Free 2-Day Shipping on Orders Over $50

Detail Images

  • The North Face - Open
  • The North Face - Open
  • The North Face - Back
  • The North Face - Back
  • The North Face - Open
  • The North Face - Back
  • The North Face - Open
  • The North Face - Open
  • The North Face - Back
  • The North Face - Open
  • The North Face - Front
  • The North Face - Back
  • The North Face - Open
  • The North Face - ThermoBall Full-Zip Insulated Jacket - Men's -
  • The North Face - Open -
  • The North Face - Open -
  • The North Face - Back -
  • The North Face - Back -
  • The North Face - Open -
  • The North Face - Back -
  • The North Face - Open -
  • The North Face - Open -
  • The North Face - Back -
  • The North Face - Open -
  • The North Face - Front -
  • The North Face - Back -
  • The North Face - Open -

Current Color

  • The North Face - ThermoBall Full-Zip Insulated Jacket - Men's -

The North Face ThermoBall Full-Zip Insulated Jacket - Men's

Temporarily Out Of Stock

Don't get too bummed. This item is on the way and will be available for purchase as soon as it rolls into the warehouse.

Can't wait? Consider one of the other Men's Synthetic Insulation Jackets we have in stock.

View Similar Products

1 Review


Synthetic that steals the best properties of down.

Snowshoe through the Rockies this winter in lightweight, toasty comfort with The North Face Men's ThermoBall Full-Zip Insulated Jacket. PrimaLoft ThermoBall insulation mimics the look and feel of down, trapping warmth to keep you cozy, even in extreme temperatures. It even compresses like down, so you can stow it in a pocket and take it with you wherever you go. And because it's synthetic, the ThermoBall stays warm, even when you get wet during backcountry ski session through powder.

The ThermoBall features a nylon shell that's durable enough to be worn on its own and slides easily under other layers. Its cuffs have an elastic binding to keep your sleeve from riding up your arms, while the adjustable hem tightens to prevent drafts. Pockets keep your hands warm when you reach the lookout point, and can be zipped closed to keep essentials secure on the return trip back to the car.

  • An insulated jacket for versatile outdoor protection
  • Durable, water-resistant shell for long-lasting use
  • ThermoBall insulation mimics down for intense heat, even when wet
  • Stand up collar offers extra protection
  • Adjustable hem and elastic cuffs seal out drafts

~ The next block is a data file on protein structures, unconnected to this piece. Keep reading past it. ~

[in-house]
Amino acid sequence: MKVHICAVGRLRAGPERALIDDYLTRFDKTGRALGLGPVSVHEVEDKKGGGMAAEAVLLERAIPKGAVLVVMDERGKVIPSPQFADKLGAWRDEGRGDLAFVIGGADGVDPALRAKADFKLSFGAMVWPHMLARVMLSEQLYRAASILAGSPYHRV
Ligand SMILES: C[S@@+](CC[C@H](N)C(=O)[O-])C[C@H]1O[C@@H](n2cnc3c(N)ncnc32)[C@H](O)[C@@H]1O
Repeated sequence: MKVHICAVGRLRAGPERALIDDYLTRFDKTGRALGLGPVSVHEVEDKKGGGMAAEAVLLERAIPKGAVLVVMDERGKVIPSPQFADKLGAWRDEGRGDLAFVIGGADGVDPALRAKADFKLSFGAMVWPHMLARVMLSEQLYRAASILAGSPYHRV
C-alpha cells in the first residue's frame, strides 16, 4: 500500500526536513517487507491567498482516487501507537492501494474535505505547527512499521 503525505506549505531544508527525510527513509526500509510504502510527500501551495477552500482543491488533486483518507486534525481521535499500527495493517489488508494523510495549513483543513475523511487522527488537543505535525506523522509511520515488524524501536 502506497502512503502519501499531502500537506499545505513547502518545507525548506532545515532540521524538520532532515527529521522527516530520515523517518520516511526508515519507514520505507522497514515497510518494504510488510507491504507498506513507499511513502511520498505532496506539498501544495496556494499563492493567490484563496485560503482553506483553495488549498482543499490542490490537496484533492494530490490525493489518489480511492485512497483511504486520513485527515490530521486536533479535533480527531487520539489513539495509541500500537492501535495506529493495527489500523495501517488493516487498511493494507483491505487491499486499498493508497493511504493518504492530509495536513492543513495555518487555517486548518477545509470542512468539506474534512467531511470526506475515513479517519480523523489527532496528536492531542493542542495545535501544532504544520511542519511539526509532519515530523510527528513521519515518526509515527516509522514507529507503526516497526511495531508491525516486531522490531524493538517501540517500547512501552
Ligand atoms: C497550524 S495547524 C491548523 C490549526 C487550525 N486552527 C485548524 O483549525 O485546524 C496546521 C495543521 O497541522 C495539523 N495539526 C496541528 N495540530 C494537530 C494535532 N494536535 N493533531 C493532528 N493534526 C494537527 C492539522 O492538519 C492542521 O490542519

• Zippered pockets keep essentials secure
  • Item #TNF00V3

Tech Specs

15D nylon
Center Back Length
28 in
2 zippered hand
Claimed Weight
12.3 oz
Recommended Use
skiing, snowboarding, hiking & camping
Manufacturer Warranty

Tech Specs

  • Reviews
  • Q & A

What do you think about this product?

Have questions about this product?

Love this down jacket

    Versatile jacket is good from 30 degrees to 60 degrees in our Midwest fall and spring seasons - when you never know what you’re going to get. Athletic fit, but ok for layering.

    Is this jacket machine washable?

    Yes. I wash mine all the time with warm water, under a gentle cycle. The DWR finish will probably come off-unless you use a specialty cleaner like Nikwax. I use the little detergent balls and toss this in with some microfiber towels to aide in re-fluffing this jacket during the dry cycle. Oh, and you can dry it with low heat. Its loft bounces back to normal much easier than any down jacket I've ever owned.

    what temperatures does this jacket handle? (rough guess is fine) and is it good for an outer jacket for skiing in relatively dry ski conditions? (ie not snowing or raining)

    I run a hair cold, but heat up fast. I'm comfortable sitting still wearing just this and a cotton t shirt in roughly 40-50 degree weather. If I'm setting up camp/unpacking or arranging pads/brushing holds/putting shoes on, I have to unzip it or take it off. With a R1 fleece underneath I'm solid down to the 30's just chilling as well.

    I don't have an answer for your second question :(

    Erick - I have used this jacket snowshoeing in light dry snow and it was perfect. I was a lot more wet on the inside from sweat than on the outside from any precipitation. Even at the end of the day when there was a fair amount of moisture in the jacket, it still kept me plenty warm.

    Unanswered Question

    Hi! I'm 6'3" and 185 pounds. I'm muscular, but nothing crazy and I've got a short upperbody compared to my long legs. I don't like baggy jackets but I would like to fit a college sweater under the jacket without it looking way too tight. I must be able to move in it and on a side note I have really long arms aswell. What would be my best fit?